Reputation Systems as Regulators

Tyler Cowen and Alex Tabarrok write,

In recent times, information technology has made it easier to observe a seller’s reputation and to contribute to the formation of a seller’s reputation at low cost. Yelp, Angie’s List, and Amazon Reviews all make it easy for past buyers to report their observations on seller quality and for future buyers to observe a seller’s accumulated reputation.

This might mean that we need less regulation. Other possibilities:

1. We have always had the means to use reputation systems as an alternative to regulation. But regulation is the preferred outcome of the political system, perhaps for bootleggers and baptists’ reasons. The advent of better information and technology actually does not change the relative economic and political advantages of regulation.

2. One issue with reputation systems is that there is an ongoing temptation to game them. Consider “search engine optimization” or “social media marketing.” Surely there are folks out there offering to get your business top rankings on Yelp. Given that gaming will work at least sometimes, is an unregulated equilibrium necessarily the best?

3. It becomes harder for new entrants to break into a market governed by reputation than one governed by regulation. Obtaining a license from a regulatory agency might be easier than obtaining visibility in a rating system.

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16 Responses to Reputation Systems as Regulators

  1. Matt says:

    Mr. Kling-

    Are you familiar with “Dewey Defeats Truman”? Angie’s List and Yelp are nothing more than that mistake multiplied millions of times over.

  2. Wouldn’t it be arguably easier to break into the reputation based system? Assuming all sellers must attract buyers, a seller must build reputation regardless, which is usually done through word of mouth. However, immediately a buyer faces an information asymmetry problem. Review system announce the reputation of a buyer reducing this information problem and the cost to obtain reputation. Still, in a license system, the seller must incur an additional fixed cost. In total, license system face the cost of regulation and the cost of information.

  3. On point 2, remember that Yelp et al. have an incentive to maintain the integrity of their system (for their own reputation’s sake). Google has done a pretty good job of eliminating SEO tricks beyond the regular production of good content. And of course, the question isn’t whether an unregulated equilibrium is “the best”; it’s whether it’s better than what we will have otherwise.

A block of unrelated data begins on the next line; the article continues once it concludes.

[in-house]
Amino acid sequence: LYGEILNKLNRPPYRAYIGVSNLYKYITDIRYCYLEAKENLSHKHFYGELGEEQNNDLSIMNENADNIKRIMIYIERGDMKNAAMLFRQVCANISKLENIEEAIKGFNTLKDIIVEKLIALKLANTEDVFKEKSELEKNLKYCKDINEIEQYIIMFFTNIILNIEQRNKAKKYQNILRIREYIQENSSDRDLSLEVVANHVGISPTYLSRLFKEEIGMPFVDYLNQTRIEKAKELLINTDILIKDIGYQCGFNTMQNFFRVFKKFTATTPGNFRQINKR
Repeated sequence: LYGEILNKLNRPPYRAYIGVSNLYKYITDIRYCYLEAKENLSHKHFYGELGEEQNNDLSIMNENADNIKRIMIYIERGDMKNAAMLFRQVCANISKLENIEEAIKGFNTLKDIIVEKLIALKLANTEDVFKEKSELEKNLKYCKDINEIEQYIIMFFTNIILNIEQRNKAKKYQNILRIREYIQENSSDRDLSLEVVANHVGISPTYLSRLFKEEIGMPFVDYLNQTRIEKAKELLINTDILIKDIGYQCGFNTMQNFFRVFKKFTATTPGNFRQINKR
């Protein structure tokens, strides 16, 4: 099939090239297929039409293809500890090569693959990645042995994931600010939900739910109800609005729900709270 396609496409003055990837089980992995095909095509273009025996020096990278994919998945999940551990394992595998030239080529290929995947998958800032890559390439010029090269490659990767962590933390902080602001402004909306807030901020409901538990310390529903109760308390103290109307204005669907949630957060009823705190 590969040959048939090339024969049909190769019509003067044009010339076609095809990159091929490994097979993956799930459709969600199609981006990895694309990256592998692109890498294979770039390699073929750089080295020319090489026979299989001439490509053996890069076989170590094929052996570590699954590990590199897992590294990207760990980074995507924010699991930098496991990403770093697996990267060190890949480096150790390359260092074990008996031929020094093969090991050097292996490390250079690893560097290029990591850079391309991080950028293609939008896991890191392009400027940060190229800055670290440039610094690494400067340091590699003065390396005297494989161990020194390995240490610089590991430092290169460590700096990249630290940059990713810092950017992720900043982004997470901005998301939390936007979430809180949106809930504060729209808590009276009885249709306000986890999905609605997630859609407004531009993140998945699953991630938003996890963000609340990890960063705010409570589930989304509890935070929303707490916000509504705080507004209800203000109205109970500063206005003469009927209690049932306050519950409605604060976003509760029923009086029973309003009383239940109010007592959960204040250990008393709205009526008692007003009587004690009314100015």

• James says:

      I’m not sure that the companies see it the same way. Yelp! for example, has a practice of charging participating business for advertising and then removing negative reviews if they pay up. Worse still, if they didn’t pay, some positive reviews would vanish!

      “The small business owners had all enjoyed positive reviews and high ratings on Yelp!’s five-star ranking system.
      But that changed, they said, after they rejected solicitations to pay for advertising on the Yelp! website. Some of their positive reviews were taken off the site and their overall rankings fell.”!-engaged-in-hard-bargaining-not-extortion-appeals-court-says

  4. R Richard Schweitzer says:

    The topic is “Asymmetry” which is basically an issue of “balance” in the access to, and capacity to use, information.

    Bringing in the concept of reputation as a form of information (opinions, evaluations, experiences) involves additional “participants” in an event (transaction, cooperation, association, etc.) which is also the effect of regulation (an outside participant with its information) to be added to the “balance” issue of asymmetry.

    In a complex society, events do not involve simply the interactions of say, two participants and their respective balances of information, but the effects of others who may be direct or indirect participants in an event. That observation goes as far back as the effects of the Rules of the Bazaar on free traders.

    It may not be just so simple as comparing knowledge OF reputation and OF regulation, but rather the effects of those participants (and what passes for their knowledge) on the actions of the participants directly concerned with the event.

  5. Mike says:

    An evolution in the flow of information is not the same thing as a shift in widely-held priors. Regulation is not only the politically preferred option but the socially accepted default, but is corrosive because it erodes trust or impedes its growth. It is easy to put the scarlet letter (U, unregulated) on people and groups, and for most people it is simply assume that stringency, review, gatekeeping, etc are all done legitimately and with good and observable outcomes.